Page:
Food + Drink, What's New in Sonoma County

Local Chefs Share Their Favorite Stops On the Sonoma County Farm Trails

Leave the crowded parking lots behind and enjoy the spirit of the season at some of Sonoma County’s best cideries, creameries, and farms during Holidays Along the Farm Trails.

The holidays are coming! Leave the crowded parking lots behind and enjoy the spirit of the season at some of Sonoma County’s best cideries, creameries, and farms during Holidays Along the Farm Trails (weekends through January 1).

Festive holiday activities along the farm trails range from wreath making workshops and cider tastings to goat milking demonstrations and tea making. With so many fun options to choose from, it’s hard to know where to begin. We asked some of our favorite local chefs to share their top stops at this year’s Holidays Along the Farm Trails. Click through the gallery for details and check out chef Duskie Estes’s Farm Trails recipes.

Farm Trails Recipes 

Chef Duskie Estes often heads into the kitchen with her Farm Trails purchases, cooking up delicious meals with her husband and business partner, chef John Stewart. Here are some of their favorite Farm Trails recipes.

Goat Milk Panna Cotta

For dessert, serve with a red wine syrup and a nibble of shortbread.

4 cups goat milk

1/3 cup sugar

1 vanilla bean, scraped

1 lemon, zested

1 pinch of dried lavender

1 tablespoon powdered, unflavored gelatin

In a small sauce pan on medium-high heat, warm 3 cups of the goat’s milk with the sugar vanilla bean, lemon zest, and lavender. In a bowl, whisk the goat milk into the gelatin to melt. Add the remaining cup of goat’s milk. Pour through a strainer into small glass jars and refrigerate until set, about four to six hours. Serve with red wine syrup or fruit and a cookie.

John Stewart and Duskie Estes cooking with their daughter Brydie Stewart at their home in Forestville. (Erik Castro)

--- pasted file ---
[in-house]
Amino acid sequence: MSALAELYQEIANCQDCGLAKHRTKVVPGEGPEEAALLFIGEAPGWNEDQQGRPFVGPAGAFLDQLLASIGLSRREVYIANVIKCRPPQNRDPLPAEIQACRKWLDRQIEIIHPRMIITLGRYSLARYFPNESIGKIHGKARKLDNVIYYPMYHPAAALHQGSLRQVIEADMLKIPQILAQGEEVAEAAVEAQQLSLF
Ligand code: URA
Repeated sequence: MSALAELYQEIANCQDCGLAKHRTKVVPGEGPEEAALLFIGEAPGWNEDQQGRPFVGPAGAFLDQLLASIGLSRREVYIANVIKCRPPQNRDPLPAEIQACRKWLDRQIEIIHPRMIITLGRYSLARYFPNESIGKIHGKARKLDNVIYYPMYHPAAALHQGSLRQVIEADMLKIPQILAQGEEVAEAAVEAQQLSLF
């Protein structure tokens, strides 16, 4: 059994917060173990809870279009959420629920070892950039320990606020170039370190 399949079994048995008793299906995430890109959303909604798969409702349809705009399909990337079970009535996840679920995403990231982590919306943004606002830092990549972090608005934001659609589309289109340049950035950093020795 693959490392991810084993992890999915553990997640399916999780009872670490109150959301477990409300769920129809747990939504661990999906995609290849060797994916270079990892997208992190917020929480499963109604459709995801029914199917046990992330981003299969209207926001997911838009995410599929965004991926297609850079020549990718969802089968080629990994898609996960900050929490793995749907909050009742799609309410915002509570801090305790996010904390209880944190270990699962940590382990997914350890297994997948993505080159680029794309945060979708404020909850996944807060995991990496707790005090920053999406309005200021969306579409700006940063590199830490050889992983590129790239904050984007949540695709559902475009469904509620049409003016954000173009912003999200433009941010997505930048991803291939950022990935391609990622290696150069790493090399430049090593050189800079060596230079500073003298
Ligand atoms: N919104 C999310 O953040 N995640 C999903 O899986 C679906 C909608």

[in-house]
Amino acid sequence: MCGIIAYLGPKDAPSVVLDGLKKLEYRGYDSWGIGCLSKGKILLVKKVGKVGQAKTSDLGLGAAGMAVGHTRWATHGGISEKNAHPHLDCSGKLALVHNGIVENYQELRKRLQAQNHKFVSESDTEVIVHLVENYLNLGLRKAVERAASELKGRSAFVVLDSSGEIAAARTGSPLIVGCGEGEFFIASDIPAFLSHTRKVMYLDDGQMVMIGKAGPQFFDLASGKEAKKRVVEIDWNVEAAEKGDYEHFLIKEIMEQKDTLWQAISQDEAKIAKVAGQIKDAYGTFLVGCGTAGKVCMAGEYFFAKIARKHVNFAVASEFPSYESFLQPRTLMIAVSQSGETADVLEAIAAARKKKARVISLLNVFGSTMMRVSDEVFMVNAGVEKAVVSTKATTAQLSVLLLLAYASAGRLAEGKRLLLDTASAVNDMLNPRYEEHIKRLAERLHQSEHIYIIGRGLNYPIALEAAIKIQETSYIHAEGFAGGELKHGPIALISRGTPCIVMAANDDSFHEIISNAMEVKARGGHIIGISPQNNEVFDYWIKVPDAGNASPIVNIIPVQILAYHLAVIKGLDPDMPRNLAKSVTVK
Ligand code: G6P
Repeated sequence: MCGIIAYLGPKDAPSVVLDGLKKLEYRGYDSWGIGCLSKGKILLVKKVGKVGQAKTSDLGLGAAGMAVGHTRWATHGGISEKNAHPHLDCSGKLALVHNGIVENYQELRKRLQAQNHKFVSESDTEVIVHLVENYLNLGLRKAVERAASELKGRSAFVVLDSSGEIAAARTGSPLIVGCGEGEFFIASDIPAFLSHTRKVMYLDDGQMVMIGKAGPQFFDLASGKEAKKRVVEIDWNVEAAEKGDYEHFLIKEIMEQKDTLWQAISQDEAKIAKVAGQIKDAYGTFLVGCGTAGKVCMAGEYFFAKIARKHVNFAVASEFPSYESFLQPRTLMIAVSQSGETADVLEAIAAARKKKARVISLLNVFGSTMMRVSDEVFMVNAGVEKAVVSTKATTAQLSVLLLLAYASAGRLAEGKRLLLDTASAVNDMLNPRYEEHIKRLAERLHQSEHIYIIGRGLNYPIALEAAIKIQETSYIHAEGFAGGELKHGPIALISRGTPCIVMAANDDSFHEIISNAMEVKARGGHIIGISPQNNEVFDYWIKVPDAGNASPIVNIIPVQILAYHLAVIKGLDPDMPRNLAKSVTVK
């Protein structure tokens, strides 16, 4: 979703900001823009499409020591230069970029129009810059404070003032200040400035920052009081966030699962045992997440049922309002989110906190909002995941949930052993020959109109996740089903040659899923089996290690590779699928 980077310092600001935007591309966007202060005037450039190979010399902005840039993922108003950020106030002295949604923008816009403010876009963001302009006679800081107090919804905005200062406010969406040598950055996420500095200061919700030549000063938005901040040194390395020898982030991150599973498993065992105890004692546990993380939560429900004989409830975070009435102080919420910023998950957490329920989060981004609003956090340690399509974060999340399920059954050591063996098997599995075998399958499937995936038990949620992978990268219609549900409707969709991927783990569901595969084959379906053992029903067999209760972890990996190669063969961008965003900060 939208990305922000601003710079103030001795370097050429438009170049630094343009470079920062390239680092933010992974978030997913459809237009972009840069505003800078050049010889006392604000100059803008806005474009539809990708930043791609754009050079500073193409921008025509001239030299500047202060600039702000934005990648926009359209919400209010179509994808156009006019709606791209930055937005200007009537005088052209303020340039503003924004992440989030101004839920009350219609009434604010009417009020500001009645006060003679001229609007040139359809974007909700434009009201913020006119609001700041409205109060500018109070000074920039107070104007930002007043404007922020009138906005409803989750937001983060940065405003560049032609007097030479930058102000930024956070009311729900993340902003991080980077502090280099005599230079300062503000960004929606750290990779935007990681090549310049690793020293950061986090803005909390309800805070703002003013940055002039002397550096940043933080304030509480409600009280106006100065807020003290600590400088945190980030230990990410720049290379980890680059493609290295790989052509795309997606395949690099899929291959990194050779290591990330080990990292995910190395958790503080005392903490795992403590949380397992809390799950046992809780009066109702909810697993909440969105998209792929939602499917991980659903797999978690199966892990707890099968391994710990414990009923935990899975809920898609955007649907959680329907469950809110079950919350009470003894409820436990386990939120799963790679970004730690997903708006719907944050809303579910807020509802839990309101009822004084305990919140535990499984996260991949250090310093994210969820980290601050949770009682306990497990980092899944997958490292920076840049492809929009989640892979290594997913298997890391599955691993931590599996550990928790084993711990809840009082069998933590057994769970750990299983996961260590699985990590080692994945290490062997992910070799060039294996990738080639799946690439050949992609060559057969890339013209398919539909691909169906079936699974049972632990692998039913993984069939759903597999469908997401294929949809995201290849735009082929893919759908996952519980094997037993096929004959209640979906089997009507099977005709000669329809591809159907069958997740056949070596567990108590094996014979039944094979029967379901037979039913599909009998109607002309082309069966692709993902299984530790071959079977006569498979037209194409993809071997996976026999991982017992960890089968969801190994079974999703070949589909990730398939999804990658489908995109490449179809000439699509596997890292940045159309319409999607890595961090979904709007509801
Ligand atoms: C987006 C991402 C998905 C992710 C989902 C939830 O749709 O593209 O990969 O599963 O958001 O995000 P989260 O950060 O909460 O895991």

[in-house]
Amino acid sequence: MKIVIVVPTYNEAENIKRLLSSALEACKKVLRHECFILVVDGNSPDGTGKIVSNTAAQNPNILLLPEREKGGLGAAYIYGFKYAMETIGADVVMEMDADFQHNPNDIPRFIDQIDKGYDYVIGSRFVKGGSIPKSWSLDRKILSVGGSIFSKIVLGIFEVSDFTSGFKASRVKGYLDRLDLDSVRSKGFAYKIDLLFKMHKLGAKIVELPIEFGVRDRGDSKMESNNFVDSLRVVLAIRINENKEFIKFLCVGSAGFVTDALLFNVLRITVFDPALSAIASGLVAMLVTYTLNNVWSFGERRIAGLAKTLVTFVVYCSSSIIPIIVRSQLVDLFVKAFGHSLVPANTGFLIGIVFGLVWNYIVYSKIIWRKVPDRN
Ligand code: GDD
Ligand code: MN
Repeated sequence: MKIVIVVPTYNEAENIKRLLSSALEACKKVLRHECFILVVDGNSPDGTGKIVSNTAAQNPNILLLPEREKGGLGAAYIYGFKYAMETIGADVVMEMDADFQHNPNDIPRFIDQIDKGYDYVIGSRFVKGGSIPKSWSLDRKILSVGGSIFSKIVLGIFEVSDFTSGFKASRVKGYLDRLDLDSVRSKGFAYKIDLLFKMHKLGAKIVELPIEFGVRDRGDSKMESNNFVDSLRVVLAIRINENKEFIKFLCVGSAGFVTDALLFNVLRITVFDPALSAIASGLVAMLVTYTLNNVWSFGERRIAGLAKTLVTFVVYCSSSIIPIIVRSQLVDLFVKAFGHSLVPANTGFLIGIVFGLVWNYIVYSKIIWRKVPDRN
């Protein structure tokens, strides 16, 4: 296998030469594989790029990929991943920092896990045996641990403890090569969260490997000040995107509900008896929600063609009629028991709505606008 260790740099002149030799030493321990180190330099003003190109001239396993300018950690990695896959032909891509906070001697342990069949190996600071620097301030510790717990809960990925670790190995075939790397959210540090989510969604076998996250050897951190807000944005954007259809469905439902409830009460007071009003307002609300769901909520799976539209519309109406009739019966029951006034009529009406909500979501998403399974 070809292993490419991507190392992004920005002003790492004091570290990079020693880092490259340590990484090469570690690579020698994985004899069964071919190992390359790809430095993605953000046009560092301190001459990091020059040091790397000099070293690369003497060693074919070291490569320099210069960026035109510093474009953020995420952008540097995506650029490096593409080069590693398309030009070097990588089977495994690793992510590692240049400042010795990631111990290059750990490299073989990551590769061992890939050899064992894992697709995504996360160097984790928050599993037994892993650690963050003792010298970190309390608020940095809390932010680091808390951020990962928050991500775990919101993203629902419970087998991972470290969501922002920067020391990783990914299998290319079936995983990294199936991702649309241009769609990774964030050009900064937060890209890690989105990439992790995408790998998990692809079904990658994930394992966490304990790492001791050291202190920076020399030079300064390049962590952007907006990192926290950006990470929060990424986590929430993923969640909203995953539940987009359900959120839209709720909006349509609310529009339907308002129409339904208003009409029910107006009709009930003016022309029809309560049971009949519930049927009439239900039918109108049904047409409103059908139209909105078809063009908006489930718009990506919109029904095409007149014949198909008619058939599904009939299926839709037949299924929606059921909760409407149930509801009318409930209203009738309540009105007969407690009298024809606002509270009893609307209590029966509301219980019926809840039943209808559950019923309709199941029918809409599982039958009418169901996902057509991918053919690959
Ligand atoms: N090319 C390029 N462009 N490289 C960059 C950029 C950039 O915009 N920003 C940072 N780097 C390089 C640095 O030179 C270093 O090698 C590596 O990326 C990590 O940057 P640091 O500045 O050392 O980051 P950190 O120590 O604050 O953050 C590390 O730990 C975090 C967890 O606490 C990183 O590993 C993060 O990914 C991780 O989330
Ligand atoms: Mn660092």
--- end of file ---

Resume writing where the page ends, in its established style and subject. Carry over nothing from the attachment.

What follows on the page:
Ribollita with Olio Nuovo… Tuscan Bread and Bean Soup

This is the perfect soup to showcase Olio Nuovo, which becomes available around November. In Tuscany, the Italians won’t even consider finishing with olive oil by summer, they’d rather wait for the new oil. This soup is intended to be a use for the kitchen’s leftovers. We love it so much that when we moved to Sonoma, John’s first goal was to grow everything for this soup himself – even the olives!

2 cups heirloom beans

2 bay leaves

4 cloves peeled garlic, divided

2 stalks celery

2 carrots, peeled

1 onion, peeled

1 leek, white part only

Quality extra virgin olive oil, copious amounts

1/2 savoy cabbage, cut into chiffonade

1 bunch lacinato kale, stemmed and cut into chiffonade

6 cups water

Kosher salt and freshly ground black pepper

1/2 loaf day old rustic bread, crust removed

Cover the beans with water and soak overnight. Cook the beans with the bay leaves and two of the garlic cloves until soft, about one hour. Strain, reserving one cup of the liquid to add to the soup. Process the remaining two cloves of garlic with the celery, carrot, onion, and leek until very fine, but not wet (still with tiny pieces of the vegetables, not a puree). Sauté the vegetables in about 1/4 cup extra virgin olive oil on medium-low heat until fragrant and slightly browned, about 10 minutes. Add the beans and their cooking water, cabbage, chard, and water.  Let simmer approximately an hour. Season to taste with salt and pepper.Crumble the stale bread into chunks and place a handful of the bread in each bowl.  Ladle soup over and let sit a few minutes for bread to soften and broth to be absorbed. Finish each bowl with extra virgin olive oil and freshly ground black pepper.


Editor’s Note: Travel, dining and wine tasting can be complicated right now. Use our inspirational ideas to plan ahead for your next outing, be it this week or next year. If you visit restaurants, wineries, and other businesses during the pandemic, remember to call ahead, make reservations, wear a mask and social distance.

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